The artistic action options are endless. Not only are the effects inspiring but with names like Fashion Passion, Super Heroine CS2, Kiyoko Punch, Enter the Dragon, Punch Drunk—you know your visual taste buds will be watering to get busy. Even better, if you are curious at all about what the action does, feast your eyes upon the creative descriptions that accompany each one.

Now let me return to the beginning. So, aside from the actions themselves and the funky and descriptive copywriter, what sets Kubota’s Pro-Pak above the rest of the pack? The DASHBOARD.

Now, if you don’t have any addictive behaviors of your own, or if you don’t like to collect things, you may not understand the value of the DASHBOARD. What happens when you collect too many things? Clutter? Can’t find what you are looking for? Waste time searching? DASHBOARD is going to rock some housecleaning in the world that is Photoshop.

DASHBOARD is essentially a floating menu window that keeps your actions organized, easily accessible and easily searchable. Go to the top right and you can pull your menu down to access each pack of actions that Kevin has been producing over the years. To the left of that pull down menu you can enter in a keyword and the DASHBOARD will call up the actions to suit you. Type in moods such as “funky”, “creative”, “moody” or go with genres such as “wedding” and “portraiture” and you’ll see actions displayed that are best matched to your request. Loving it yet?

Once you find the action you want to apply, head on down to the bottom of DASHBOARD where you have a few options. With one touch of the buttons in the bottom of the toolbar you can “apply”, “undo”, “redo” and “paint”. Paint is pretty nifty. Essentially this creates a mask and you can simply paint the action in specifically where you want it to go.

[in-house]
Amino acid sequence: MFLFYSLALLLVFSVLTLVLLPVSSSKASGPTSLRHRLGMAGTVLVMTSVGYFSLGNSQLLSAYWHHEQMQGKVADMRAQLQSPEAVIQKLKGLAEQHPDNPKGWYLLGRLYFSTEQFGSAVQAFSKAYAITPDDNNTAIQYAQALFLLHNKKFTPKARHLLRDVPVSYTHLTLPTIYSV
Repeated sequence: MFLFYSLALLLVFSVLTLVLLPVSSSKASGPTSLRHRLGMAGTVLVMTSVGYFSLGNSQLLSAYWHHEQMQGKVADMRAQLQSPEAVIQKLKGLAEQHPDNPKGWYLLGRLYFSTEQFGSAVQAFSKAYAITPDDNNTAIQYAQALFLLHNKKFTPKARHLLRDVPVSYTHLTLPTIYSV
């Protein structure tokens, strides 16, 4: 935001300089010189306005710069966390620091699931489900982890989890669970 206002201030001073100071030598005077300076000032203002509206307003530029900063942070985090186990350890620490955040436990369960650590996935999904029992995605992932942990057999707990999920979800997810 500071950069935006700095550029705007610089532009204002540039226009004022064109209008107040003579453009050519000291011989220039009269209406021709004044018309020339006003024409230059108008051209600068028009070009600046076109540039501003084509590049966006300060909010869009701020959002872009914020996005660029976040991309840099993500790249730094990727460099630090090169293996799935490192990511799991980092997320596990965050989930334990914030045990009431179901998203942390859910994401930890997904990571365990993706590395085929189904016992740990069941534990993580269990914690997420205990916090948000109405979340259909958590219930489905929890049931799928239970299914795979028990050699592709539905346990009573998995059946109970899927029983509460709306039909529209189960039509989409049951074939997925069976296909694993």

Original photo on the left. Image on the right created using Smokeless Burn, Tea Stained, 81K warming, Wash Out. Photos © Kristin Reimer.

On top of all of this, the Pro-Pak is simply easy to install and understand. I will confess to limited patience for watching online manuals or detailed installation instructions. The installation did come with a video manual, but it was simple, clear and to the point. Installation itself was a breeze and the manual was simple to read. But the reality is, the Pro-Pak and DASHBOARD are simple. Simple means you get to the fun stuff right away…and I was certainly the kid in the sandbox in a matter of moments.

There is one downside to the Pro-Pak, you’ll be having so much fun playing with your images and combining the actions together that you will lose track of time and forget about the outside world. But hey, think of the possibilities.

Original image on the left. Image on the right created using Sepia Deep Black 3. Photos by © Kristin Reimer.

Kevin Kubota Pro-Pak [Kubota Artistic Tools V1, Kubota Artistic Tools V2, Kubota Artistic Tools V3, Kubota Artistic Tools V4, Kubota Production Tools V2, and the Kubota Formula Book] with DASHBOARD can be purchased online at:

System requirements: Actions work with Adobe Photoshop CS2 or newer, some effects require CS3 or newer 32 bit versions of Photoshop only, on Mac and Windows computers.

The Pro-Pak retails for $629.00.

Upon graduating with a BFA in photography from Pratt Institute, Kristin went on to become the studio manager for the esteemed Magnumphotojournalist, Elliot Erwitt. Under the tutelage of Elliott, Kristin acquired a more capacious understanding of the history of photography and of the unique and diverse contributions of those who define the field. Her work with Elliott also provided a forum from which to create and develop her own artistic style.